In week 21 since separation it was both my birthday and our anniversary – only days apart.

Having spent the weekend with my children the actual mid-week day of my birthday by myself was marked by a simple one line entry in my journal stating how old I was. I took the day off work and spent it in ‘zoned-out’ activities of reading, watching DVDs, writing, and making my own birthday cake. In the evening I went into town with some co-workers and watched a movie – which in itself was uplifting.

Surprisingly the day of what would have been our 37th anniversary meant nothing to me. I had thought that there would be some sort of sadness, some nostalgia. But there was nothing, no emotion, no pain. I am not sure whether this was because I had emotionally detached myself from my husband or not, or whether I actually had come through my grief to a point of calm acceptance to where I am. Whatever the reason, I felt nothing – no ups, no downs. I did not spend the day wallowing in self-pity or missing the years gone by or mourning the lost dreams for the future. However, I also did not feel on this day any sense of achievement in reaching our ‘nearly 37 years’ milestone, nor any sense of gratitude towards the one I had shared those years with. On this day there was no bitterness, there was no praise, there was nothing.

My husband sent me a letter. He had obviously  been reflecting on things. I do not know what he was expecting of me in writing me the letter. I am in a different place than him, with it being him who had chosen this path and therefore him having to continually justify it, to absolve himself from any guilt I suppose. My place is different. The action of separation was thrust upon me, not my choice. My course ahead was not to have to find reasons or justifications for what had happened. My course ahead was to eventually come to a state of accepting that what had occurred was beyond my control and cannot be changed.

What can be changed, what I can control, is my response to my situation and to make my own path forward.

With or without you

With Or Without You
by U2

See the stone set in your eyes
See the thorn twist in your side
I wait for you

Sleight of hand and twist of fate
On a bed of nails she (he) makes me wait
And I wait without you

With or without you
With or without you

Through the storm, we reach the shore
You gave it all but I want more
And I’m waiting for you

With or without you
With or without you
I can’t live with or without you

And you give yourself away
And you give yourself away
And you give and you give
And you give yourself away

My hands are tied, my body bruised
She (he) got me with nothing to win
And nothing else to lose

And you give yourself away
And you give yourself away
And you give and you give
And you give yourself away

With or without you
With or without you
I can’t live
With or without you

With or without you
With or without you
I can’t live
With or without you
With or without you

Week 20 – Disentanglement

Week 20

As I continued to live in the moment of each day at the height of a glorious down-under summer and enjoying my walks in the early mornings, and the views to the valley; my soul continued to wrestle with itself in a search for an answer to my identity. It is difficult to explain how entangled a person becomes in a partnership spanning some 40 years. You become half of a whole, acting in unison.You feel responsible for the happiness of your other half which you believe will therefore also bring about the happiness of the whole.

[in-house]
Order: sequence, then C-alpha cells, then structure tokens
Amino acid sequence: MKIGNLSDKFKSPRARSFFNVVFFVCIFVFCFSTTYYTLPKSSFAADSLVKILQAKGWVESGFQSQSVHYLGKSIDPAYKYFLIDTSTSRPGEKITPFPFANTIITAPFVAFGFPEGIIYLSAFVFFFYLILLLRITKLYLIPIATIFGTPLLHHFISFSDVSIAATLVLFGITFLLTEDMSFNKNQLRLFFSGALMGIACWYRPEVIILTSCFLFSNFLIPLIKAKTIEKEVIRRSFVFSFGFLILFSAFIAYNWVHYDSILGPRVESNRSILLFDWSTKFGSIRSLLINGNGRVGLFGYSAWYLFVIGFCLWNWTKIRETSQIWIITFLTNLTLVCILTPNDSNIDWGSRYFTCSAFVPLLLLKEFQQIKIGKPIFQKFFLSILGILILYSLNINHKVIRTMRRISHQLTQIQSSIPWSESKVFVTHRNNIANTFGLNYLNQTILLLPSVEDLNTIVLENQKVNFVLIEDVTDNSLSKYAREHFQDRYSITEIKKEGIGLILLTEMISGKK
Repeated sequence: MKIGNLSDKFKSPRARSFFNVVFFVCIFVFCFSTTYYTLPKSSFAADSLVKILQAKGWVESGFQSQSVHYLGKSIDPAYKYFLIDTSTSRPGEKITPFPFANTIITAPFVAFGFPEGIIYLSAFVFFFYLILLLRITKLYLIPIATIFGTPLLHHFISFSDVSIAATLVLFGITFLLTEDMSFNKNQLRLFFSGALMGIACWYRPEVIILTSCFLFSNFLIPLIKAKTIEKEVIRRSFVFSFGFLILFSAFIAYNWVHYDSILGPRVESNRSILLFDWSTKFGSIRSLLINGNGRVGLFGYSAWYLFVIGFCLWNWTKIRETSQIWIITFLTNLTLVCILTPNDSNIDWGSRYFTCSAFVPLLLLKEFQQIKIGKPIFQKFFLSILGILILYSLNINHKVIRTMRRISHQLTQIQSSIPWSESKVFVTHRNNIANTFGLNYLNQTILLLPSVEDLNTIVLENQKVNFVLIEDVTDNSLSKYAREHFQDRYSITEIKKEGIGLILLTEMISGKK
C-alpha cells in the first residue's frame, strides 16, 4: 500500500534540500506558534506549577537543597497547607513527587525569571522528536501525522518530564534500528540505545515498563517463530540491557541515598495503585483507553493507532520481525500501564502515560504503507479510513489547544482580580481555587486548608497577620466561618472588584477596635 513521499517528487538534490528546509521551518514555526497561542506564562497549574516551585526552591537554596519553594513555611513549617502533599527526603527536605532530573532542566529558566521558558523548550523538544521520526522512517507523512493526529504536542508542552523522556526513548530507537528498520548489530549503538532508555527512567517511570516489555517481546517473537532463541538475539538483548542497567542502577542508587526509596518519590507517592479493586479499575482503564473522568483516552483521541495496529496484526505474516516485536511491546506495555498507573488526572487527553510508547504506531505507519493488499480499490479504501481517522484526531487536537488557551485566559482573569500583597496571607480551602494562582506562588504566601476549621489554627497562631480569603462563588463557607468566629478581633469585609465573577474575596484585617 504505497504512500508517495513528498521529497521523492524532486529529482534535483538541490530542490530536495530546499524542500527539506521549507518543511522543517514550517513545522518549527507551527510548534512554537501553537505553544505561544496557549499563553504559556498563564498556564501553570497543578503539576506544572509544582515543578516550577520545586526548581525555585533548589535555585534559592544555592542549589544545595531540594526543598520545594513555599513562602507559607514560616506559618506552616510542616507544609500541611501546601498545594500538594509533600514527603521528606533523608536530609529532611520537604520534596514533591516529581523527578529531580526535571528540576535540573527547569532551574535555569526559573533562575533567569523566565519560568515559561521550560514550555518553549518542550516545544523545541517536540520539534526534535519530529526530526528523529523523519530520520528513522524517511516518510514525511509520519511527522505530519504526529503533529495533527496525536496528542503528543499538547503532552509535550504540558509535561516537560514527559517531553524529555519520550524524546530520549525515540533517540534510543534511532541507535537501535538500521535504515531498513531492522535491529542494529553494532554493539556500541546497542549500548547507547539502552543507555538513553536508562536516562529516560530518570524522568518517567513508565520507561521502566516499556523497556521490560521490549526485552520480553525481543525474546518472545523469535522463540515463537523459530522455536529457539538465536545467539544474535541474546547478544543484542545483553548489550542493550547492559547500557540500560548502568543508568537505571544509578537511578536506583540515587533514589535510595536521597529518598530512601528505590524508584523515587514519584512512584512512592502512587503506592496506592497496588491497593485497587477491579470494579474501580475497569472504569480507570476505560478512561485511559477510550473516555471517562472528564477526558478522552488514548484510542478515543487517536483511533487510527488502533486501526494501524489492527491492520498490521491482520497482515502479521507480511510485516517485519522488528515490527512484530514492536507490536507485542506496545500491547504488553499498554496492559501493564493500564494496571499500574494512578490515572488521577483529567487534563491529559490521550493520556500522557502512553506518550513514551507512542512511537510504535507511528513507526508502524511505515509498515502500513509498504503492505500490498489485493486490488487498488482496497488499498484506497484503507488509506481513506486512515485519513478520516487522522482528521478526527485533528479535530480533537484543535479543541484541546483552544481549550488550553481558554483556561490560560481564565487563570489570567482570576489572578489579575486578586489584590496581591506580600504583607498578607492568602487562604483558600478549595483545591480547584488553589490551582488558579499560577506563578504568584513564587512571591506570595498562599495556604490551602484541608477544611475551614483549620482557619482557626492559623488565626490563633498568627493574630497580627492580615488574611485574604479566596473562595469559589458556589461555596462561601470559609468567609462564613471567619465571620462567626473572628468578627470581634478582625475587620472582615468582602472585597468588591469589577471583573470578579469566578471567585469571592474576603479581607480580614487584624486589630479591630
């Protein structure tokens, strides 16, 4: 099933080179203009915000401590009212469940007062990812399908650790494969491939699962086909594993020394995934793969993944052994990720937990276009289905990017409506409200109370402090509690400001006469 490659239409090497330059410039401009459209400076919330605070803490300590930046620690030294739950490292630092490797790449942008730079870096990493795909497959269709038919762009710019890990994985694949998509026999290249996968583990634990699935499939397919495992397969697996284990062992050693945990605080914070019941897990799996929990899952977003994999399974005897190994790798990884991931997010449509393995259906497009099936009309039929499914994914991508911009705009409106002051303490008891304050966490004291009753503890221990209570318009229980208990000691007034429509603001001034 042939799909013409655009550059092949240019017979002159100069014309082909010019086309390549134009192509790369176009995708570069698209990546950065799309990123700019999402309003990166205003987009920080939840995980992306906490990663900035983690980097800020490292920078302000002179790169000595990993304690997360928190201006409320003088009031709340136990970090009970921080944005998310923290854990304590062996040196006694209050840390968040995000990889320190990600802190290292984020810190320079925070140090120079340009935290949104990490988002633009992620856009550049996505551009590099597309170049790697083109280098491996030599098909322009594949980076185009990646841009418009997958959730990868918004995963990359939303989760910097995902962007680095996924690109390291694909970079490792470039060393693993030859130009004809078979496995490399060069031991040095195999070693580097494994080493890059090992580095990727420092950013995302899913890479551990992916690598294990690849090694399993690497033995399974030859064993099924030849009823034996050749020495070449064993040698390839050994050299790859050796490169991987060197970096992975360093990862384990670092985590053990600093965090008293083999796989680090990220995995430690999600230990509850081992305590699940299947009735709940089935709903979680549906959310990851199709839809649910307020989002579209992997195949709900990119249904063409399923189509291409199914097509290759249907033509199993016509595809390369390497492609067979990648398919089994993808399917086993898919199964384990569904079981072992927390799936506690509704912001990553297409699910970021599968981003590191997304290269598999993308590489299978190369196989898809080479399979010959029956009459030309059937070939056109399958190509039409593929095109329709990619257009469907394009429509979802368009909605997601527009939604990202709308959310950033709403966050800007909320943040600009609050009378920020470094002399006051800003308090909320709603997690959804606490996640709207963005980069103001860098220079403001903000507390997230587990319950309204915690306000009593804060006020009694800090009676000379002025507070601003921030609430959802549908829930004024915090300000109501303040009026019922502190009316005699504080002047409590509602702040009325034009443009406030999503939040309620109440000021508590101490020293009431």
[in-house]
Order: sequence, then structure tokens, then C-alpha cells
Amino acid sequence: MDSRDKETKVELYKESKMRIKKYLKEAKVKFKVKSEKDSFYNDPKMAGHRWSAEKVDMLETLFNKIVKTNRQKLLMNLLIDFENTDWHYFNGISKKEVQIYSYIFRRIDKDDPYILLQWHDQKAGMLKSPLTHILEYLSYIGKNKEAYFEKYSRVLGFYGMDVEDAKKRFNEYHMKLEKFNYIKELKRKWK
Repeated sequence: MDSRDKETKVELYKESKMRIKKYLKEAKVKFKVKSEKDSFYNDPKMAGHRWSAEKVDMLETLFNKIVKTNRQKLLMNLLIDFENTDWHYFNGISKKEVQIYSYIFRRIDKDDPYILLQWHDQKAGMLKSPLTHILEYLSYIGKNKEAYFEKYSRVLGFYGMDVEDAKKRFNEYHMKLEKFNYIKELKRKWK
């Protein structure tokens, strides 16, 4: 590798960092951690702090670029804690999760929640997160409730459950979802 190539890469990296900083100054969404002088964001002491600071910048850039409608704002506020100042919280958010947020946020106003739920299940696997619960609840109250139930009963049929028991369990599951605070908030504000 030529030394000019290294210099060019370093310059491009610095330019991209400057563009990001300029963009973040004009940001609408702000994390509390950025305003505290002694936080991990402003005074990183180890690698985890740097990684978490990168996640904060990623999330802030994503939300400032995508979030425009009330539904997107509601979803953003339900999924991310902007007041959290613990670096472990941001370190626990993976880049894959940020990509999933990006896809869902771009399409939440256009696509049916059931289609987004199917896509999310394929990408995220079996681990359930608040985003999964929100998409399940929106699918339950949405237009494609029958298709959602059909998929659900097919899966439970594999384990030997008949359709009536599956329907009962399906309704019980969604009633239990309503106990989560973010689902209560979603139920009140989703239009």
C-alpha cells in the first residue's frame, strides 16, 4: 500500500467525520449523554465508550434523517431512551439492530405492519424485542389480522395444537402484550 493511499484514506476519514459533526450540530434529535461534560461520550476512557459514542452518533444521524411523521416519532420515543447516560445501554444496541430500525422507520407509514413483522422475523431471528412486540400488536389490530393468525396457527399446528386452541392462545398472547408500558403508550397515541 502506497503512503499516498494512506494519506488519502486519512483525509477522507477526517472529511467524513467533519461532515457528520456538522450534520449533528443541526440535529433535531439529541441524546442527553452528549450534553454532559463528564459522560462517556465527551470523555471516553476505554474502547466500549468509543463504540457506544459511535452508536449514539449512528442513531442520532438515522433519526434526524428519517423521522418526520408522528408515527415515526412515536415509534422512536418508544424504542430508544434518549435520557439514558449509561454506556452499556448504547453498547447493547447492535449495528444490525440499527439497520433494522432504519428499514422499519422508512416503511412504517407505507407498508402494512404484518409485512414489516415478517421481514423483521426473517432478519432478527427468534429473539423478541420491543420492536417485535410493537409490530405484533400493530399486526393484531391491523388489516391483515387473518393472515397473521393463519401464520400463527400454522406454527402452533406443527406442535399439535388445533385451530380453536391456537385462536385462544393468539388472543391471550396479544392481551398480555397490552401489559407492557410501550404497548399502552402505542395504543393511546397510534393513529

When this does not happen, when the happiness does not come to the other half, when that half falls over, then the whole deck of cards falls down with it. Their happiness, your happiness. As you are actually half of that whole, you too fall over. All the time you grapple with the conflict of being pulled down by your other half, of not surviving as half of a whole, yet at the same time still feeling responsible for the survival of the whole.

When such an entangled partnership ends suddenly through no choice of your own, there is still care there even for the person who inflicted so much pain by the action of leaving. To develop an emotional detachment from that person or an indifference is the exact opposite to the way you have behaved for forty years. Yet such a detachment is vital for one’s own happiness and sense of self.

I previously posted when I reached that point and made the decision to emotionally detach. However, before I was able to do that, it was necessary for me to go through a process of accepting certain things and disentangling myself from each of those things. This did not happen all at once but over a period of time. Firstly, I had to accept that I was not responsible for my husband’s happiness, not now or ever, even when we were together. Secondly, I accepted that I was not responsible for his actions or behaviour. Thus, as long as I remained considerate and behaved calmly and with care and compassion, it was not my responsibility for his reaction to anything I may say or do.  Thirdly, I accepted that the person I wanted my partner to be was in conflict with the way he actually behaved by the actions that he took …. and that hurt. Fourthly, I accepted I had a right to my own needs, to my own opinion and to be treated fairly. I had a right to voice that. Fifthly, I accepted that I can survive and thrive without this relationship. I do not need it. I will make it on my own.

There was one last step. I had to let go of the hook; that emotional, psychological stake of the guilt – “Can’t we be friends for the sake of the children – tearing at my heartstrings, knowing that I love my children more than life itself and not wanting to cause them any more grief.

Yet for my own self-preservation, I had to do let go of that too. I had to disentangle myself from the union as a whole and see myself as me, myself, and I.